If trends continue, Barton Springs will see over one million visitors in 2019, which has caused concern from city parks officials who say such attendance levels could substantially impact the pool’s water quality, operations and staffing.
Large attendee increases happened over the past two years, aquatics division manager Jodi Jay told parks board members on Tuesday night. Between 2016 and 2017, Jay estimated attendance increased from roughly 500,000 visitors to 750,000. She said roughly 975,000 people visited the pool in 2018.
“It’s something that, if trends continue, we think we should monitor and come up with a plan on how to best protect the facility,” Jay said.
She said such attendance levels could drum up staffing challenges and negatively impact the overall comfort of the facility and the cleanliness of the pool’s spring water.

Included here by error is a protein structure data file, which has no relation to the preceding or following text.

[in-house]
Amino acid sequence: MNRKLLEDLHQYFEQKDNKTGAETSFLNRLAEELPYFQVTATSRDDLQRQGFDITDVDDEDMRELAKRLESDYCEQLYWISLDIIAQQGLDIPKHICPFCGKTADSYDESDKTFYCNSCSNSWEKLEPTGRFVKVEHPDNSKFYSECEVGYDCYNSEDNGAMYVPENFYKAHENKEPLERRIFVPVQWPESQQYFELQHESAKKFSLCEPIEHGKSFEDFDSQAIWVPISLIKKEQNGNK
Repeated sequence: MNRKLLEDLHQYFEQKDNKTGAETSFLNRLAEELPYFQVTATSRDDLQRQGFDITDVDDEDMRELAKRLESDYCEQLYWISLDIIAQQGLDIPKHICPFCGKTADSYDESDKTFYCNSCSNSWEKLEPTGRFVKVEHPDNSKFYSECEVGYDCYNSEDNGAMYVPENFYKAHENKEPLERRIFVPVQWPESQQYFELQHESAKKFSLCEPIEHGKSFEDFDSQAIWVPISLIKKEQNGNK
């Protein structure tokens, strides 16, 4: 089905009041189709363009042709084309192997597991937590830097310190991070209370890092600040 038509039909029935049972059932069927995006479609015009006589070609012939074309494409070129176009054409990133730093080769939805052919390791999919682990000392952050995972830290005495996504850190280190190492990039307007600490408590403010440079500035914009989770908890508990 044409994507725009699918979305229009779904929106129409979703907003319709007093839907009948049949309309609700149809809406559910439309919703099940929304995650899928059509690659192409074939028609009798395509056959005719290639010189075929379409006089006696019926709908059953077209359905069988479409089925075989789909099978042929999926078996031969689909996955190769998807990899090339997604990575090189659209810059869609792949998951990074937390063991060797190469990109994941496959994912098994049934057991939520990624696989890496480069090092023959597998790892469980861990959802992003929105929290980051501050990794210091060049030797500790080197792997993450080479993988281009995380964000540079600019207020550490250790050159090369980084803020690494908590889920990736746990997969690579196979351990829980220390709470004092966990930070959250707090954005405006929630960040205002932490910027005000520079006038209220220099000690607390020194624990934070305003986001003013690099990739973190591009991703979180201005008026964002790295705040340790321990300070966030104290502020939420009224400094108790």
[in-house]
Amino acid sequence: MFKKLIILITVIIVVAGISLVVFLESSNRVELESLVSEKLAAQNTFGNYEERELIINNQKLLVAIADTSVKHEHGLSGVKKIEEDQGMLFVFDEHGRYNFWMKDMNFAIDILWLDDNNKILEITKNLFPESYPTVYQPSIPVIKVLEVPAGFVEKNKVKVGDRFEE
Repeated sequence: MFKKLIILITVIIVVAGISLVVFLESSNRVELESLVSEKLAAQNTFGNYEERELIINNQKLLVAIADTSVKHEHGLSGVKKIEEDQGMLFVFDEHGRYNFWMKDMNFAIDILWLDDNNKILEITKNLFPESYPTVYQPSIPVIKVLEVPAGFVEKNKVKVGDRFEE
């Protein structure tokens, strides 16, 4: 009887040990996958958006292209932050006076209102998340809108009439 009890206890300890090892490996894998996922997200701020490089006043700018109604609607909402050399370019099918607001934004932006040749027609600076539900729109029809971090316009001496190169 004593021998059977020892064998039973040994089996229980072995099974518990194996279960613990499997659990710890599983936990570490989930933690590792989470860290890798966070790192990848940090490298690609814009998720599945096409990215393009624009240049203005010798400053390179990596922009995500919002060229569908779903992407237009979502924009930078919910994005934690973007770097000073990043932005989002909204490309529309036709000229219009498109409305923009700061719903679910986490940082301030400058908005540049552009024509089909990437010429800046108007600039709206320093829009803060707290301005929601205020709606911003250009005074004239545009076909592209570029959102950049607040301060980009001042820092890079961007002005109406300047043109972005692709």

Board member Rich DePalma emphasized the need to begin preparing so the city can avoid a Hamilton Pool situation. In 2016, Travis County surprised many by requiring reservations to enter Hamilton Pool—a natural swimming pool attraction located 23 miles west of Austin—in an effort to reduce congestion and preserve the site.
“We need to get ahead of this so we have a plan,” DePalma said.
Jay said there is no predetermined attendance threshold that would spark action from the city, and the parks department would likely need one more summer of attendance before they decide on a path forward.
New increases in entrance fees to the pool could slow the attendance trends, Jay said. The new fees, instituted in October at the start of fiscal year 2018-19, increased fees for resident adults from $3 to $5 and raised fees for all other age groups by $1. These the first entrance fee increases since the 1990s, said Shelley Parks, spokesperson for the city’s parks department.
Barton Springs pool is often cited as the most Austin-y attraction in the city. Actor Robert Redford claims to have learned to swim there, and Mayor Steve Adler often shares the anecdote that he fell in love with the city when he ended up in the pool 15 minutes after he moved to Austin in the 1970s. The pool has also been used as a backdrop in several movies.